Baytex Energy Corp (NYSE:BTE) Q3 2019 Earnings Conference Call November 1, 2019 11:00 AM ET
Brian Ector - SVP, Capital Markets & Public Affairs
Edward LaFehr - President, CEO & Director
Rodney Gray - EVP & CFO
Conference Call Participants
Philip Skolnick - Eight Capital
Tom Callaghan - RBC Capital Markets
Thank you for standing by. This is the conference operator. Welcome to the Baytex Energy Corp. Third Quarter 2019 Conference Call and Webcast. [Operator Instructions].
I would now like to turn the conference over to Brian Ector, Vice President, Capital Markets. Please go ahead, sir.
Thank you, Savi. Good morning, ladies and gentlemen, and thank you for joining us today to discuss our third quarter 2019 financial and operating results. With me today are Ed LaFehr, our President and Chief Executive Officer; Rod Gray, our Executive Vice President and Chief Financial Officer; Kendall Arthur, Vice President, Heavy Oil; and Chad Anberg, Vice President, Light Oil. While listening, please keep in mind that some of our remarks will contain forward-looking statements within the meaning of applicable securities laws. I refer you to the advisories regarding forward-looking statements. Oil and gas information and non-GAAP financial and capital management measures in today's press release. All dollar amounts referenced in our remarks are in Canadian dollars, unless otherwise specified.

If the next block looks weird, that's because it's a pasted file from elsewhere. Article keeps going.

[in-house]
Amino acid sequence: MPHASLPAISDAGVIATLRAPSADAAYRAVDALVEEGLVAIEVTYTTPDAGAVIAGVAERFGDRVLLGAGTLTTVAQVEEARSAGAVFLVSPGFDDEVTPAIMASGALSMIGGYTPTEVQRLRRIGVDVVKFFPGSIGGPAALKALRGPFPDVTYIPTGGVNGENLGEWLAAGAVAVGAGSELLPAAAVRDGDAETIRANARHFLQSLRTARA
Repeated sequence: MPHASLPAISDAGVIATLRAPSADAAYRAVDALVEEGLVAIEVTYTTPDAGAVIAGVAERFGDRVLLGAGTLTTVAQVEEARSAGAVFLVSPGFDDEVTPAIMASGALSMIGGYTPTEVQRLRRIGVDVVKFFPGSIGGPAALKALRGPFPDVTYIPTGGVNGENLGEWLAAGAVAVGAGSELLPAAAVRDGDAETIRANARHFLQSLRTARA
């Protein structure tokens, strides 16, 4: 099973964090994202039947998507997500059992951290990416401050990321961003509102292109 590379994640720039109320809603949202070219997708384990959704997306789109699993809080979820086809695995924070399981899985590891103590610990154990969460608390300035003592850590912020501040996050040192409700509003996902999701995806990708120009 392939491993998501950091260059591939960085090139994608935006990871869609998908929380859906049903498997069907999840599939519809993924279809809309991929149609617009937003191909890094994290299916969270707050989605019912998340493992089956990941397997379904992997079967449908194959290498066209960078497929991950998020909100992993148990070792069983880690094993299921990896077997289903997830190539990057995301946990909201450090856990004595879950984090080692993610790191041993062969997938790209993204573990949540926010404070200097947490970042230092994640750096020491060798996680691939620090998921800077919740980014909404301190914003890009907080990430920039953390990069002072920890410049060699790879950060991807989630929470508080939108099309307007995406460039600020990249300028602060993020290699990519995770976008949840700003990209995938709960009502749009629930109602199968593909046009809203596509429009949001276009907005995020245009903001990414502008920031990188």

And with that, I would now like to turn the call over to Ed.
Thanks, Brian, and good morning, everyone. I'd like to welcome everybody to our third quarter 2019 conference call. I'm very pleased with our strong operating performance, which continued across our asset base during the third quarter. And I'm excited to announce that given our year-to-date results, we now expect to exceed our 2019 full year annual production guidance of 97,000 BOEs per day with exploration and development capital expenditures of approximately $560 million. This level of capital spending is at the low end of our original guidance range and reflects our continued commitment to driving cost and capital efficiencies.